I taught a Family Home Evening lesson on preparedness this past Monday. Now I admit, my teens were somewhat bored, but we made it through the lesson. First, I had the kids do a little scavenger hunt to find flashlights, and fire extinguishers in the house. They did pretty well finding some. We talked about what types of disasters could happen within 5-miles of our home: fires, chemical spills on the freeway and railway, earthquakes (we live on the Wasatch Fault), power outage, etc. Then we discussed what they should do (an Emergency Plan) if something happened, and Mom or Dad were not home. We talked about evacuating by car, or by foot, and getting help from the neighbors.
Then they got out their 72-hour emergency backpacks from the front hall closet, opened them up and started to examine the contents. “These cheese & crackers look gross!” daughter #3 exclaimed. “And look at this beef jerky, Mom. It’s as hard as a rock.” Yes, we are way overdue on updating the food (October 2005), but at least they have plenty of water. So, I am creating a list of items to purchase next week for our new food packs.
The plan is to assemble them between sessions this coming General Conference weekend. Separating the food will help us not over eat our supplies. During the October General Conference weekend my goal is to update the food and clothes for the colder FALL/WINTER season. Understand that our kids are 4, 12, 15, and 17. Here is the list of SPRING/SUMMER food items that we will be putting in gallon-sized Ziplocs for 3 days. Every family should tailor food to family member needs.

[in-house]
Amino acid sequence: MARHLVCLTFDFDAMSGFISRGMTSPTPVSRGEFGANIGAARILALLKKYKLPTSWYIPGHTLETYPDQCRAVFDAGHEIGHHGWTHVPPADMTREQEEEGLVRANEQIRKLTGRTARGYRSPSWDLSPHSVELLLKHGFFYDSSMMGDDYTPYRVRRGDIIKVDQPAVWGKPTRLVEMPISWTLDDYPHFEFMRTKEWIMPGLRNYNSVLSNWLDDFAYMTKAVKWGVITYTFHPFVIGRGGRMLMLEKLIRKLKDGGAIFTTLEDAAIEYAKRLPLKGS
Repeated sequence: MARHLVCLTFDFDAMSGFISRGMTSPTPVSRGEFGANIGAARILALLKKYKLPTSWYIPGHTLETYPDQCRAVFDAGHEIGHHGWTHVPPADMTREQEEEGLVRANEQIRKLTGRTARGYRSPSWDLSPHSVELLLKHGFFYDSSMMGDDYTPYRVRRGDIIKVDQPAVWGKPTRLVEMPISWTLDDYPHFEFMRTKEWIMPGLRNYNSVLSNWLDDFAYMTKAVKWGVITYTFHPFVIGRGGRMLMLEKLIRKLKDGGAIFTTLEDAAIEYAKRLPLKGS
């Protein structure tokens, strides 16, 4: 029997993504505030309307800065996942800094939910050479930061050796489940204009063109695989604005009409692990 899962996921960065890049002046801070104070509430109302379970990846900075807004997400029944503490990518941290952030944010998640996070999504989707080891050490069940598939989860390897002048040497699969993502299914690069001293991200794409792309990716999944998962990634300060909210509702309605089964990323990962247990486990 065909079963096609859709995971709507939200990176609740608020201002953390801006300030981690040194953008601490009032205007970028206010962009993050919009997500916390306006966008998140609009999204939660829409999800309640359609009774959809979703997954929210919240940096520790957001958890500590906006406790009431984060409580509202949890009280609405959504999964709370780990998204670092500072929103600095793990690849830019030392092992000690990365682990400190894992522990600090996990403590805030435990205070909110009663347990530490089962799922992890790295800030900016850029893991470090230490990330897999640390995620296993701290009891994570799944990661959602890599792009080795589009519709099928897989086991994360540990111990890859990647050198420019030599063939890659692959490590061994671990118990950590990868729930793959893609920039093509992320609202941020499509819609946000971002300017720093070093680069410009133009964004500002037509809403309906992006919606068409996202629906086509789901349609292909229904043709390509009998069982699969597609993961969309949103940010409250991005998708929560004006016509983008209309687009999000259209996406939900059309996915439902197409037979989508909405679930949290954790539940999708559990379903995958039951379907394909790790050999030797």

.41 – Kellogg’s Pop tarts (twin) 4 oz., 234 cal
.29 – 2 Curious George MM Fruit Snacks 1.8 oz. , 200 cal
.13 – Quaker CC Granola bar .84 oz, 100 cal
I decided not to put these items in and here’s why:
Cheese & crackers – don’t store well in the heat
Beef jerky – hardens over time, and makes you thirsty
Nuts – salty, have short shelf life, can go racid
MRE’s – my kids are not used to them, but they work great for most people
Trail mix – can become rancid over a few months because of the nuts
As you gather items for your food packs, be cautious of food weight, shelf life, and saltiness. The Ramen noodles above are high in sodium, but lightweight and you can serve with cold water if you had to. They are also high in needed calories. Our packs have a camp cup too for food prep. I prefer to make our own kits so they are customized for each person, and it teaches the kids about preparedness.